The rigid seat design taught me that even though we have the potential to achieve and succeed, sometimes structural inequality — be they laws, regulations, cultures, or norms — hinder us from fully realizing that potential. These are the barriers that keep girls out of school, that keep women athletes off the field, that keep women managers out of the boardroom, and that keep women politicians out of office.
My achievements were possible not just because I believed and kept trying, and not just because of the adjustable seats – although those factors certainly helped — but because a pioneering generation of women came before me, broke down barriers, and demonstrated through their personal example the possibilities for women in aviation.
Just this past year, the Royal Thai Air Force opened its doors to women pilots for the first time in its 103 years of existence. This small change represents a positive development for many aspiring women pilots in Thailand. Yet, significant structural barriers remain because, in the military context, women are only allowed to fly transport missions and, in the civilian context, many opportunities in commercial aviation are only open to men.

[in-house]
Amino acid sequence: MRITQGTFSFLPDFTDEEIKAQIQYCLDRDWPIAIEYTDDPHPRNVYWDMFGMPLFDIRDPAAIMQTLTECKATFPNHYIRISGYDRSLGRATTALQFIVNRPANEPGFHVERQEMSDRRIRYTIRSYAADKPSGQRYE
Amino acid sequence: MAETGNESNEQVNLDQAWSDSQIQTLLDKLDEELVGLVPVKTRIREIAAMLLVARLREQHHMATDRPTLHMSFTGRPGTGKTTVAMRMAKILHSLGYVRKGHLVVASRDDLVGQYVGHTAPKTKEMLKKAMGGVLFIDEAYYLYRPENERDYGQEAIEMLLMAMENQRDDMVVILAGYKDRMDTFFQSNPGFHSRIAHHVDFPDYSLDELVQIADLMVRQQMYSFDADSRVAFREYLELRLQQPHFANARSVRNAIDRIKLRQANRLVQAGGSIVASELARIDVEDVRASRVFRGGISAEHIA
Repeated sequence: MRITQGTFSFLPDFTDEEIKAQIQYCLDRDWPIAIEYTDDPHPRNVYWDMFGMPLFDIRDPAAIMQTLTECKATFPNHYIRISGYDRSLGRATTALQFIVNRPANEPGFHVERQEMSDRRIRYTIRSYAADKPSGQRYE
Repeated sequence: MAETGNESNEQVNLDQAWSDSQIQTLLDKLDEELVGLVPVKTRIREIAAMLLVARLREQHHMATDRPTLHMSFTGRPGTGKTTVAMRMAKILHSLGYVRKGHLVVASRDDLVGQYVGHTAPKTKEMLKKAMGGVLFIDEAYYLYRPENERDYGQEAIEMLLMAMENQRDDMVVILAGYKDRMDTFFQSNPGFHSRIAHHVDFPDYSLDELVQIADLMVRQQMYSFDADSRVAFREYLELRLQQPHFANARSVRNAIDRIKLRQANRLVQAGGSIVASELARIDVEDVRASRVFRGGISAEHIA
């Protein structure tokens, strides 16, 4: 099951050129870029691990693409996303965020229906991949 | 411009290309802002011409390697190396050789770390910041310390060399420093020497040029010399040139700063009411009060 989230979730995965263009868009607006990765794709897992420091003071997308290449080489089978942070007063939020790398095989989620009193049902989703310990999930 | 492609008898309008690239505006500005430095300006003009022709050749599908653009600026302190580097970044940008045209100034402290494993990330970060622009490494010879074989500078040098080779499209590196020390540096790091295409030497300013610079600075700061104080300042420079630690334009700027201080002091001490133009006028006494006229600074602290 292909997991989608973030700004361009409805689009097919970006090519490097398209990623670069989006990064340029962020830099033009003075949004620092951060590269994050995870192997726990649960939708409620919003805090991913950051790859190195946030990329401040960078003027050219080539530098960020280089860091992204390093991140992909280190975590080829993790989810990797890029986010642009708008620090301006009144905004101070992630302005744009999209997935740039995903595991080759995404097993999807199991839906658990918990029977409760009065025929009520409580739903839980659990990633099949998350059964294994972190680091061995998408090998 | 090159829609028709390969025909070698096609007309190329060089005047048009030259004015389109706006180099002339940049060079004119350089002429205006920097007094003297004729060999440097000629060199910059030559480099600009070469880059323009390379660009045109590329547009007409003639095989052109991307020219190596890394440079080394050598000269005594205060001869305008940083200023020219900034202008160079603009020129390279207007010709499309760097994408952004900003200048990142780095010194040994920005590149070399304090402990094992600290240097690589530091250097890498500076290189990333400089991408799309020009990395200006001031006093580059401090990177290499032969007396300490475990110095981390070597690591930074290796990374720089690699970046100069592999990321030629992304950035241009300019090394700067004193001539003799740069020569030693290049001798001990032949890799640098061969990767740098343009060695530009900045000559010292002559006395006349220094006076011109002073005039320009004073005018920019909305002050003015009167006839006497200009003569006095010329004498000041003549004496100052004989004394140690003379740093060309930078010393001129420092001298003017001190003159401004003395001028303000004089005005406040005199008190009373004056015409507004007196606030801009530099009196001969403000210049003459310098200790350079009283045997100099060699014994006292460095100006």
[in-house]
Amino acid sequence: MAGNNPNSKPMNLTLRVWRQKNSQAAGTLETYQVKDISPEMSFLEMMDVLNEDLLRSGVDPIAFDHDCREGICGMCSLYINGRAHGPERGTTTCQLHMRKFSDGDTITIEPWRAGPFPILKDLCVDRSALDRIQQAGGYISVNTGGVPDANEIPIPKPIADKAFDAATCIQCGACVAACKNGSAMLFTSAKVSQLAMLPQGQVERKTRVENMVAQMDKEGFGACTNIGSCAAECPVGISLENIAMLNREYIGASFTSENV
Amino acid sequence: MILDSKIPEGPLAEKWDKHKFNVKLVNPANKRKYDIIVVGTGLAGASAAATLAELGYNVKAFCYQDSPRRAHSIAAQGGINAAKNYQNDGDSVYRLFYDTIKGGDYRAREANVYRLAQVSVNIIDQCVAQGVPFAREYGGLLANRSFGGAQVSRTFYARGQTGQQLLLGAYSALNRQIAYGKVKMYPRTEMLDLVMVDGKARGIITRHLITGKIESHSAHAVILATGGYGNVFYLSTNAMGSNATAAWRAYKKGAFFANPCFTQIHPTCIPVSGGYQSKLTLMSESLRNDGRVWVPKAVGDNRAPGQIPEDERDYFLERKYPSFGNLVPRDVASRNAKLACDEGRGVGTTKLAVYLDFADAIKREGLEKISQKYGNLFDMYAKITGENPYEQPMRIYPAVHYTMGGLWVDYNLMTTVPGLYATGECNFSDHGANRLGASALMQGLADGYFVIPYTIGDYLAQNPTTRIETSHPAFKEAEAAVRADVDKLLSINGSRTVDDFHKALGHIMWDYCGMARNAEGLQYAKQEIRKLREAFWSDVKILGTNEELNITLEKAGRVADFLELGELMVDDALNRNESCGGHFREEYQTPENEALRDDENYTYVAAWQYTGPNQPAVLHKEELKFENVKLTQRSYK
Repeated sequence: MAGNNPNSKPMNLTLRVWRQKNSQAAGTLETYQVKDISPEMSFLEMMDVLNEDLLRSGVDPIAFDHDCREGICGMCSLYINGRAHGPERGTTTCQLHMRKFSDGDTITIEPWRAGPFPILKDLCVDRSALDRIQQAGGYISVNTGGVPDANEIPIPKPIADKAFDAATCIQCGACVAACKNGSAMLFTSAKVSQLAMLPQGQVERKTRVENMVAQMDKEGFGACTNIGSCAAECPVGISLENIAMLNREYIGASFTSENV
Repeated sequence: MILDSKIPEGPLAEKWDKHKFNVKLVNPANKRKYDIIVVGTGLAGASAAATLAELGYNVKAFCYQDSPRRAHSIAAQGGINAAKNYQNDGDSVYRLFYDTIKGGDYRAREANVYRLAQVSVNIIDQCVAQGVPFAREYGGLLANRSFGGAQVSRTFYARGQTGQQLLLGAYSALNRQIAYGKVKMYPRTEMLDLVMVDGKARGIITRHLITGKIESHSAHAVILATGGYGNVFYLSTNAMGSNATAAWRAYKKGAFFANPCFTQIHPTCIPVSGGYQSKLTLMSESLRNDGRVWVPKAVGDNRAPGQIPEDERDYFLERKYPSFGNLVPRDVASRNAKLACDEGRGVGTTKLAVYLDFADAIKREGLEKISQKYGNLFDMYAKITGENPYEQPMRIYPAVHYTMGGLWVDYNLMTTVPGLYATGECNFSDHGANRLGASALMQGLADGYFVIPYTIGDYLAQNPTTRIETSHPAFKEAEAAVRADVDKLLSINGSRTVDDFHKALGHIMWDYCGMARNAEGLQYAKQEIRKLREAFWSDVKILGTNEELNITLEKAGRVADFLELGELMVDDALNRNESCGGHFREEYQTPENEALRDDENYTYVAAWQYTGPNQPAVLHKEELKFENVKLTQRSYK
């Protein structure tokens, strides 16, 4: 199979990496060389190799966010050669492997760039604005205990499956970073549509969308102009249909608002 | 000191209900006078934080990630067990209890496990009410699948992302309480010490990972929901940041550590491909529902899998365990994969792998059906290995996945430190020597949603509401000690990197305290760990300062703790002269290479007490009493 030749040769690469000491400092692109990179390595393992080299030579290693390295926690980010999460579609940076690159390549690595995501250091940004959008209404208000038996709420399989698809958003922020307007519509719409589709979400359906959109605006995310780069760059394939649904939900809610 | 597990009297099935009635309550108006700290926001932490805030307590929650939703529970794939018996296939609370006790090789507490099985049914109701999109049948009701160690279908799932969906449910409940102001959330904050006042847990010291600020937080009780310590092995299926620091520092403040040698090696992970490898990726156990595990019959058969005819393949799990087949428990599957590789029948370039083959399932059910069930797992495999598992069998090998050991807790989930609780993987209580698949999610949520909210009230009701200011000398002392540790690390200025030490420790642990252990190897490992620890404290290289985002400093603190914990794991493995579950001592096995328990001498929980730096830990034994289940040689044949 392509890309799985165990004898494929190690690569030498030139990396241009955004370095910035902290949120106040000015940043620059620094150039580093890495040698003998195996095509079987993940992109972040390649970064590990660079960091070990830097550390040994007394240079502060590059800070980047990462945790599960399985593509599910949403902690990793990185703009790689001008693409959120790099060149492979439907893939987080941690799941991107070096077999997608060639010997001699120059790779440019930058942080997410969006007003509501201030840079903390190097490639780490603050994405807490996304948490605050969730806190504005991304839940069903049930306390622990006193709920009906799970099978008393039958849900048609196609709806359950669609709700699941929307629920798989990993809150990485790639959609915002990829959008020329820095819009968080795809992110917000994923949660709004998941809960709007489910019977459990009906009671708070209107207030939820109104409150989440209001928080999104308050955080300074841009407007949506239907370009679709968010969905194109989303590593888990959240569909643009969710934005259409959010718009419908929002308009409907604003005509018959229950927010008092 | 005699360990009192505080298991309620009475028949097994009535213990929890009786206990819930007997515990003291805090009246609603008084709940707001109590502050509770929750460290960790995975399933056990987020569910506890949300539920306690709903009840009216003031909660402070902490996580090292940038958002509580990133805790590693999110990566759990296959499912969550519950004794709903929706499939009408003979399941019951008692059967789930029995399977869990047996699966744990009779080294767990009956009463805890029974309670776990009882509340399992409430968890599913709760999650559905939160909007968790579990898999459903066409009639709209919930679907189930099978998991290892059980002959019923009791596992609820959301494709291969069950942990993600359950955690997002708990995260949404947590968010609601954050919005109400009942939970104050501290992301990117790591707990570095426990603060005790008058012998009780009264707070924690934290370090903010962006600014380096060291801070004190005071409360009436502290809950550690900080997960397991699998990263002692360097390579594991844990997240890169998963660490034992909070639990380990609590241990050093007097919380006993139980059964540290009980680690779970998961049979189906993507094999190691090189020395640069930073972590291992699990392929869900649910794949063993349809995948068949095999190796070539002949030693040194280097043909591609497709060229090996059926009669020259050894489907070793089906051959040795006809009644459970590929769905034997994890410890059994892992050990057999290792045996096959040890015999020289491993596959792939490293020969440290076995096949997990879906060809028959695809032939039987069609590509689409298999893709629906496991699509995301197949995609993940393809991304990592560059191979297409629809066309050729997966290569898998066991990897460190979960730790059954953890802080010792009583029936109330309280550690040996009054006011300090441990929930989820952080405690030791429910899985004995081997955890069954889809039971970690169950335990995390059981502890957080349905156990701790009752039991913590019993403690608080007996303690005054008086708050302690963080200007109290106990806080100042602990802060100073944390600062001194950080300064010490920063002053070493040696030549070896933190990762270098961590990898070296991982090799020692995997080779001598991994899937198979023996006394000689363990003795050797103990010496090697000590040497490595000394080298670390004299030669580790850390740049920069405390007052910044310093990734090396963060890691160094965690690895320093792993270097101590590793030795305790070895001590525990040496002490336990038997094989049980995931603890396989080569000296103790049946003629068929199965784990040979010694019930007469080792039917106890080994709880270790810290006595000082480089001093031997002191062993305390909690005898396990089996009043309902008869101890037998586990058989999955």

It’s not enough to just tell women to lean in and work harder. The reality is much more complex than that. We must also recognize, as my observant instructor pilot did that day, the artificial barriers that prevent people from realizing their full potential, from pursuing their passion and purpose. I want to ask you to be observant, to recognize the structural inequalities around you, your community, and your country. Achieving equity requires a concerted effort at all levels and in all industries. Only then can we dismantle the systems and structures that hold back half of the world.
LESSON #3: Accept challenges with strong open arms.
10 years ago, I found myself 1000ft in the air looking through the small helicopter windows next to my seat. Flying over remote villages throughout Northern Iraq, I could see young children look up and wave with the same sense of wonder and joy in their eyes as I had in that kindergarten classroom. It was as if I had come full circle.
And though my 15 months in combat concluded without accident or incident, it would be untrue to say that it wasn’t difficult. Living and working in a combat zone has its share of pressure, danger, and austerity.